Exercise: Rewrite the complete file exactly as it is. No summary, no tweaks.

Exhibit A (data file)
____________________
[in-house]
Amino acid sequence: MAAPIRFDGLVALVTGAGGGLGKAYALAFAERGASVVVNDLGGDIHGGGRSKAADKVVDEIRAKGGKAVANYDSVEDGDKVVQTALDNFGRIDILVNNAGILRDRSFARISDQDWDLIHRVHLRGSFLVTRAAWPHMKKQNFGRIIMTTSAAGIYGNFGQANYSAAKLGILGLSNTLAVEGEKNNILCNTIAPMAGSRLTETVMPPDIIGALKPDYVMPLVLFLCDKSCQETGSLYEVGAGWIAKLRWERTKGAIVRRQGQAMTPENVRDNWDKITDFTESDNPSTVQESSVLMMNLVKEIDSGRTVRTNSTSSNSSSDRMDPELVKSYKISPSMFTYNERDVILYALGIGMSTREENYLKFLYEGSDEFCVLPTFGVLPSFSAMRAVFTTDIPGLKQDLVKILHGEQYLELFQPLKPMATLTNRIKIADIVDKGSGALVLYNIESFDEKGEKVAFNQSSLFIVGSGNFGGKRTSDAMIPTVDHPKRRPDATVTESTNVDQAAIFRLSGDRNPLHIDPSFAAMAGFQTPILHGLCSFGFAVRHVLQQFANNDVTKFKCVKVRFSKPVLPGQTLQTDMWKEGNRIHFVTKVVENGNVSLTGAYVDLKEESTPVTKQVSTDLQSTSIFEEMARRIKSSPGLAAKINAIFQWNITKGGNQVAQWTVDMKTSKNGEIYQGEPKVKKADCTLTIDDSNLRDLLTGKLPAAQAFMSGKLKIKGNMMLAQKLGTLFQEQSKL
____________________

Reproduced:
[in-house]
Amino acid sequence: MAAPIRFDGLVALVTGAGGGLGKAYALAFAERGASVVVNDLGGDIHGGGRSKAADKVVDEIRAKGGKAVANYDSVEDGDKVVQTALDNFGRIDILVNNAGILRDRSFARISDQDWDLIHRVHLRGSFLVTRAAWPHMKKQNFGRIIMTTSAAGIYGNFGQANYSAAKLGILGLSNTLAVEGEKNNILCNTIAPMAGSRLTETVMPPDIIGALKPDYVMPLVLFLCDKSCQETGSLYEVGAGWIAKLRWERTKGAIVRRQGQAMTPENVRDNWDKITDFTESDNPSTVQESSVLMMNLVKEIDSGRTVRTNSTSSNSSSDRMDPELVKSYKISPSMFTYNERDVILYALGIGMSTREENYLKFLYEGSDEFCVLPTFGVLPSFSAMRAVFTTDIPGLKQDLVKILHGEQYLELFQPLKPMATLTNRIKIADIVDKGSGALVLYNIESFDEKGEKVAFNQSSLFIVGSGNFGGKRTSDAMIPTVDHPKRRPDATVTESTNVDQAAIFRLSGDRNPLHIDPSFAAMAGFQTPILHGLCSFGFAVRHVLQQFANNDVTKFKCVKVRFSKPVLPGQTLQTDMWKEGNRIHFVTKVVENGNVSLTGAYVDLKEESTPVTKQVSTDLQSTSIFEEMARRIKSSPGLAAKINAIFQWNITKGGNQVAQWTVDMKTSKNGEIYQGEPKVKKADCTLTIDDSNLRDLLTGKLPAAQAFMSGKLKIKGNMMLAQKLGTLFQEQSKL